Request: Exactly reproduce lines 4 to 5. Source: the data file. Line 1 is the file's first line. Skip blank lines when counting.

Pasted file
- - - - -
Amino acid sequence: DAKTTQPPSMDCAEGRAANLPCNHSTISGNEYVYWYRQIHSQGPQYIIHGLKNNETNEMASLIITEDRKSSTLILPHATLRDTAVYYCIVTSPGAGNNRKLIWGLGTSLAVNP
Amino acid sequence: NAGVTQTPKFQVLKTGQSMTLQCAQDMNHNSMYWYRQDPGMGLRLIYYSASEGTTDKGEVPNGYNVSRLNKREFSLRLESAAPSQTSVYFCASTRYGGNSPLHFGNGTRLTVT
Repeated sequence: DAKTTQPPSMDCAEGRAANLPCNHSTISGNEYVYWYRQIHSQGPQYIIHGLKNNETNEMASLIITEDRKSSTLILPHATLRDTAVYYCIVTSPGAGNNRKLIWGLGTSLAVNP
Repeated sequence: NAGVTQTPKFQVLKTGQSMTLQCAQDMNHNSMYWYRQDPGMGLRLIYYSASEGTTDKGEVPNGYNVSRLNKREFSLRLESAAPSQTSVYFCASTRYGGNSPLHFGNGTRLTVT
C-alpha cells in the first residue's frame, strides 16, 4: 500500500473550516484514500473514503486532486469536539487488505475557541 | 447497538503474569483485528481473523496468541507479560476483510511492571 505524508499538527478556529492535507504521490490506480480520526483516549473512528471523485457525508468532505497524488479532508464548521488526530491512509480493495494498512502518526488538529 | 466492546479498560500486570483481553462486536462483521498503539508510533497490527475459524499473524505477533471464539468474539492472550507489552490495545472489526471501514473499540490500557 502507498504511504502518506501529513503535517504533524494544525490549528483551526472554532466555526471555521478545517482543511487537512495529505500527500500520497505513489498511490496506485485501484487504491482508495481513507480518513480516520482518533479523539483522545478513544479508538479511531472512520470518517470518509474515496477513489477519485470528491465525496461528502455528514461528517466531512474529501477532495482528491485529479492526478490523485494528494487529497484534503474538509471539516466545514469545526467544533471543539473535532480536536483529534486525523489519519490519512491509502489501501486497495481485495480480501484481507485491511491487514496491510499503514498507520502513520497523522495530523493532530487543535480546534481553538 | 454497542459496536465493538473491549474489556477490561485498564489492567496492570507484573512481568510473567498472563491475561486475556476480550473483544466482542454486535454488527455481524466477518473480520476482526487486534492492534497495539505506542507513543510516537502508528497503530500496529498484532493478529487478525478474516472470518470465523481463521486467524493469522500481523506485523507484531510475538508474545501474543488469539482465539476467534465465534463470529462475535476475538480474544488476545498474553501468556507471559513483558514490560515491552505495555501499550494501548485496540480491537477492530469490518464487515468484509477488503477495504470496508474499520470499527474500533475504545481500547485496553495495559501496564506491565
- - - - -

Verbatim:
Repeated sequence: NAGVTQTPKFQVLKTGQSMTLQCAQDMNHNSMYWYRQDPGMGLRLIYYSASEGTTDKGEVPNGYNVSRLNKREFSLRLESAAPSQTSVYFCASTRYGGNSPLHFGNGTRLTVT
C-alpha cells in the first residue's frame, strides 16, 4: 500500500473550516484514500473514503486532486469536539487488505475557541 | 447497538503474569483485528481473523496468541507479560476483510511492571 505524508499538527478556529492535507504521490490506480480520526483516549473512528471523485457525508468532505497524488479532508464548521488526530491512509480493495494498512502518526488538529 | 466492546479498560500486570483481553462486536462483521498503539508510533497490527475459524499473524505477533471464539468474539492472550507489552490495545472489526471501514473499540490500557 502507498504511504502518506501529513503535517504533524494544525490549528483551526472554532466555526471555521478545517482543511487537512495529505500527500500520497505513489498511490496506485485501484487504491482508495481513507480518513480516520482518533479523539483522545478513544479508538479511531472512520470518517470518509474515496477513489477519485470528491465525496461528502455528514461528517466531512474529501477532495482528491485529479492526478490523485494528494487529497484534503474538509471539516466545514469545526467544533471543539473535532480536536483529534486525523489519519490519512491509502489501501486497495481485495480480501484481507485491511491487514496491510499503514498507520502513520497523522495530523493532530487543535480546534481553538 | 454497542459496536465493538473491549474489556477490561485498564489492567496492570507484573512481568510473567498472563491475561486475556476480550473483544466482542454486535454488527455481524466477518473480520476482526487486534492492534497495539505506542507513543510516537502508528497503530500496529498484532493478529487478525478474516472470518470465523481463521486467524493469522500481523506485523507484531510475538508474545501474543488469539482465539476467534465465534463470529462475535476475538480474544488476545498474553501468556507471559513483558514490560515491552505495555501499550494501548485496540480491537477492530469490518464487515468484509477488503477495504470496508474499520470499527474500533475504545481500547485496553495495559501496564506491565